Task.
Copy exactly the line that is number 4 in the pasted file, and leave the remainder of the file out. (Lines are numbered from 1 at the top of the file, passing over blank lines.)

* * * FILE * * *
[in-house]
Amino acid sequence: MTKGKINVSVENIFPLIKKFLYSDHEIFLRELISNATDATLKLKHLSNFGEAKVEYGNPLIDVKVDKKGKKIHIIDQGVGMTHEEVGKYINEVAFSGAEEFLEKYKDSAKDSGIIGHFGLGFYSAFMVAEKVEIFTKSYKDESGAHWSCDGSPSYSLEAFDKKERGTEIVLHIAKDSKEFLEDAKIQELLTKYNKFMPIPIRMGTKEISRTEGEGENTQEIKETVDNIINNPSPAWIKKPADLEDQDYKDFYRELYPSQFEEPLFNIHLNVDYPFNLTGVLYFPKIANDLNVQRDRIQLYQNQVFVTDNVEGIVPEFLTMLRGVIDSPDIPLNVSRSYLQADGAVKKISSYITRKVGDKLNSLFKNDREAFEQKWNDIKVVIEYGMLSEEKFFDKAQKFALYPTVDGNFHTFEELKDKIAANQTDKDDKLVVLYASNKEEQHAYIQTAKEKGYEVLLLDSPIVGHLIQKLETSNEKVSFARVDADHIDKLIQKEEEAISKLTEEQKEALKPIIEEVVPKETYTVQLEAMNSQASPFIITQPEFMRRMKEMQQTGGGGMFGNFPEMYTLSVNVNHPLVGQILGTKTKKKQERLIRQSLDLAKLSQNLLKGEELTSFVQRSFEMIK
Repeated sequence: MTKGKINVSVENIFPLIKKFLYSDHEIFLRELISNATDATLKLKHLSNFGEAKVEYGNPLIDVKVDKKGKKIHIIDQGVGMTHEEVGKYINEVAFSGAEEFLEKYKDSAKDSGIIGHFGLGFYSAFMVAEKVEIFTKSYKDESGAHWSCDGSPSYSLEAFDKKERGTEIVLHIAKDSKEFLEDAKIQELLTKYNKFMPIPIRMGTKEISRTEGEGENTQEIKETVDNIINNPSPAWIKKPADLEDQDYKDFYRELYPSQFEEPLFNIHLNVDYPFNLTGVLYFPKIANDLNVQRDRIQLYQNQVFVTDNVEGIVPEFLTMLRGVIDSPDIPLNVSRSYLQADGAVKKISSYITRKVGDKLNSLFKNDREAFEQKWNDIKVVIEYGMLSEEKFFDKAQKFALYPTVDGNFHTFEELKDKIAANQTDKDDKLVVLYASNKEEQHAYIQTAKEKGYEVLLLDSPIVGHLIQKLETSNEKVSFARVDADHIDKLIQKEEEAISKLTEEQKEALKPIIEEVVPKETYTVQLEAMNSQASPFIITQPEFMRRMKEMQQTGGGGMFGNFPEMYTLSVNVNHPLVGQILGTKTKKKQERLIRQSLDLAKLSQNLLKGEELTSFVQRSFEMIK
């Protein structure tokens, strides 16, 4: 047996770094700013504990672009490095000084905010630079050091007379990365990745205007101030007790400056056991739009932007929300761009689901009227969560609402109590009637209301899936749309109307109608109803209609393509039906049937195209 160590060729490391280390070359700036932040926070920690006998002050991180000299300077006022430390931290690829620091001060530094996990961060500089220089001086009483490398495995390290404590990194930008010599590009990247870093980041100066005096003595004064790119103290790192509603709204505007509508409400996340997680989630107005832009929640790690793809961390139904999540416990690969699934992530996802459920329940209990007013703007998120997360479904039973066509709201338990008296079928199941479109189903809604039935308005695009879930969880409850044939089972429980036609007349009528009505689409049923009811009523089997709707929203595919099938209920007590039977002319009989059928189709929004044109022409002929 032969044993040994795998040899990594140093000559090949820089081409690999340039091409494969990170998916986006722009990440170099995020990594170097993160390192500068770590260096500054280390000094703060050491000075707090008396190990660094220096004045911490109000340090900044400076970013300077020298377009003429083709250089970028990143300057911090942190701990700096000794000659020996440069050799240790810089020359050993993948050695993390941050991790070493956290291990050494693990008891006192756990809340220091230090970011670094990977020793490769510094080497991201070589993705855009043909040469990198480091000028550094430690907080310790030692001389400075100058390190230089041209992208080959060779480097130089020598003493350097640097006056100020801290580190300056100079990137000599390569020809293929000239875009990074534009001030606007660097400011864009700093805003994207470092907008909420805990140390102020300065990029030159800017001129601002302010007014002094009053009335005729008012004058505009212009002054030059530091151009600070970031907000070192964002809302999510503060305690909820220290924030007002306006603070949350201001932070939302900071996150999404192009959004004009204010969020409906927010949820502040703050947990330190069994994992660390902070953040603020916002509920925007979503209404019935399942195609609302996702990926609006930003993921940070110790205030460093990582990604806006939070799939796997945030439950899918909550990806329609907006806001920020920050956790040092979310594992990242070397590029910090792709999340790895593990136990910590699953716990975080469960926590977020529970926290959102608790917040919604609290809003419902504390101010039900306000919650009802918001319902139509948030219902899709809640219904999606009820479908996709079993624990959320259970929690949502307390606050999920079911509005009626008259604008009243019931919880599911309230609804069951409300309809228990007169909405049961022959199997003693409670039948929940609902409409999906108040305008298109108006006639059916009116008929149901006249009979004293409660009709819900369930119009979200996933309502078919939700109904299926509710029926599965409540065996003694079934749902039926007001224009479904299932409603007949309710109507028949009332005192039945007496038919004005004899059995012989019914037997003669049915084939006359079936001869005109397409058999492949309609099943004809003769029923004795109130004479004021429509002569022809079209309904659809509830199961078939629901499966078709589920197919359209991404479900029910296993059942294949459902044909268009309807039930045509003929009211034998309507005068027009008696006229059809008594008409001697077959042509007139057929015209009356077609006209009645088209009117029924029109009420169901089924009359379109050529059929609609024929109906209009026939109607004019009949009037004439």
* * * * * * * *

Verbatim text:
């Protein structure tokens, strides 16, 4: 047996770094700013504990672009490095000084905010630079050091007379990365990745205007101030007790400056056991739009932007929300761009689901009227969560609402109590009637209301899936749309109307109608109803209609393509039906049937195209 160590060729490391280390070359700036932040926070920690006998002050991180000299300077006022430390931290690829620091001060530094996990961060500089220089001086009483490398495995390290404590990194930008010599590009990247870093980041100066005096003595004064790119103290790192509603709204505007509508409400996340997680989630107005832009929640790690793809961390139904999540416990690969699934992530996802459920329940209990007013703007998120997360479904039973066509709201338990008296079928199941479109189903809604039935308005695009879930969880409850044939089972429980036609007349009528009505689409049923009811009523089997709707929203595919099938209920007590039977002319009989059928189709929004044109022409002929 032969044993040994795998040899990594140093000559090949820089081409690999340039091409494969990170998916986006722009990440170099995020990594170097993160390192500068770590260096500054280390000094703060050491000075707090008396190990660094220096004045911490109000340090900044400076970013300077020298377009003429083709250089970028990143300057911090942190701990700096000794000659020996440069050799240790810089020359050993993948050695993390941050991790070493956290291990050494693990008891006192756990809340220091230090970011670094990977020793490769510094080497991201070589993705855009043909040469990198480091000028550094430690907080310790030692001389400075100058390190230089041209992208080959060779480097130089020598003493350097640097006056100020801290580190300056100079990137000599390569020809293929000239875009990074534009001030606007660097400011864009700093805003994207470092907008909420805990140390102020300065990029030159800017001129601002302010007014002094009053009335005729008012004058505009212009002054030059530091151009600070970031907000070192964002809302999510503060305690909820220290924030007002306006603070949350201001932070939302900071996150999404192009959004004009204010969020409906927010949820502040703050947990330190069994994992660390902070953040603020916002509920925007979503209404019935399942195609609302996702990926609006930003993921940070110790205030460093990582990604806006939070799939796997945030439950899918909550990806329609907006806001920020920050956790040092979310594992990242070397590029910090792709999340790895593990136990910590699953716990975080469960926590977020529970926290959102608790917040919604609290809003419902504390101010039900306000919650009802918001319902139509948030219902899709809640219904999606009820479908996709079993624990959320259970929690949502307390606050999920079911509005009626008259604008009243019931919880599911309230609804069951409300309809228990007169909405049961022959199997003693409670039948929940609902409409999906108040305008298109108006006639059916009116008929149901006249009979004293409660009709819900369930119009979200996933309502078919939700109904299926509710029926599965409540065996003694079934749902039926007001224009479904299932409603007949309710109507028949009332005192039945007496038919004005004899059995012989019914037997003669049915084939006359079936001869005109397409058999492949309609099943004809003769029923004795109130004479004021429509002569022809079209309904659809509830199961078939629901499966078709589920197919359209991404479900029910296993059942294949459902044909268009309807039930045509003929009211034998309507005068027009008696006229059809008594008409001697077959042509007139057929015209009356077609006209009645088209009117029924029109009420169901089924009359379109050529059929609609024929109906209009026939109607004019009949009037004439």